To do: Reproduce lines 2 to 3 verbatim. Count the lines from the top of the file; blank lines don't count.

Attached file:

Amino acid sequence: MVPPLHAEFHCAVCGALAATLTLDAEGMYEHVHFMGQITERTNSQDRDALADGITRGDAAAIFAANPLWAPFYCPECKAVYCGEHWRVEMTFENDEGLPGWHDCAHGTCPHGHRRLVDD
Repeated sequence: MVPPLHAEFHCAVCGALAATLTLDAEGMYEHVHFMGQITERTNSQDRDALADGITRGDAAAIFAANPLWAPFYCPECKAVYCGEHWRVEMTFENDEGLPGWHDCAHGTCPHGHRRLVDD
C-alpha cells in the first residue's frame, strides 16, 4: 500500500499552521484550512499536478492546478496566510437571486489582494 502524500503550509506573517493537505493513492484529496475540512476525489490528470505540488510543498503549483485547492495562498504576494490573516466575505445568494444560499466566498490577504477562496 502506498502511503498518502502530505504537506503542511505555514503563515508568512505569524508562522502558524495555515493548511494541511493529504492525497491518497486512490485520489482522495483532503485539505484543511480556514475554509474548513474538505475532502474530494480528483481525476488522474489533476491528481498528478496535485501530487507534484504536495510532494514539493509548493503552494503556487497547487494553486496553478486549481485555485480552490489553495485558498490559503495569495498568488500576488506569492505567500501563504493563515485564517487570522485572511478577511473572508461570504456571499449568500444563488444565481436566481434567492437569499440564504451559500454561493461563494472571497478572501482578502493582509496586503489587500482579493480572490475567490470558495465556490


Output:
Repeated sequence: MVPPLHAEFHCAVCGALAATLTLDAEGMYEHVHFMGQITERTNSQDRDALADGITRGDAAAIFAANPLWAPFYCPECKAVYCGEHWRVEMTFENDEGLPGWHDCAHGTCPHGHRRLVDD
C-alpha cells in the first residue's frame, strides 16, 4: 500500500499552521484550512499536478492546478496566510437571486489582494 502524500503550509506573517493537505493513492484529496475540512476525489490528470505540488510543498503549483485547492495562498504576494490573516466575505445568494444560499466566498490577504477562496 502506498502511503498518502502530505504537506503542511505555514503563515508568512505569524508562522502558524495555515493548511494541511493529504492525497491518497486512490485520489482522495483532503485539505484543511480556514475554509474548513474538505475532502474530494480528483481525476488522474489533476491528481498528478496535485501530487507534484504536495510532494514539493509548493503552494503556487497547487494553486496553478486549481485555485480552490489553495485558498490559503495569495498568488500576488506569492505567500501563504493563515485564517487570522485572511478577511473572508461570504456571499449568500444563488444565481436566481434567492437569499440564504451559500454561493461563494472571497478572501482578502493582509496586503489587500482579493480572490475567490470558495465556490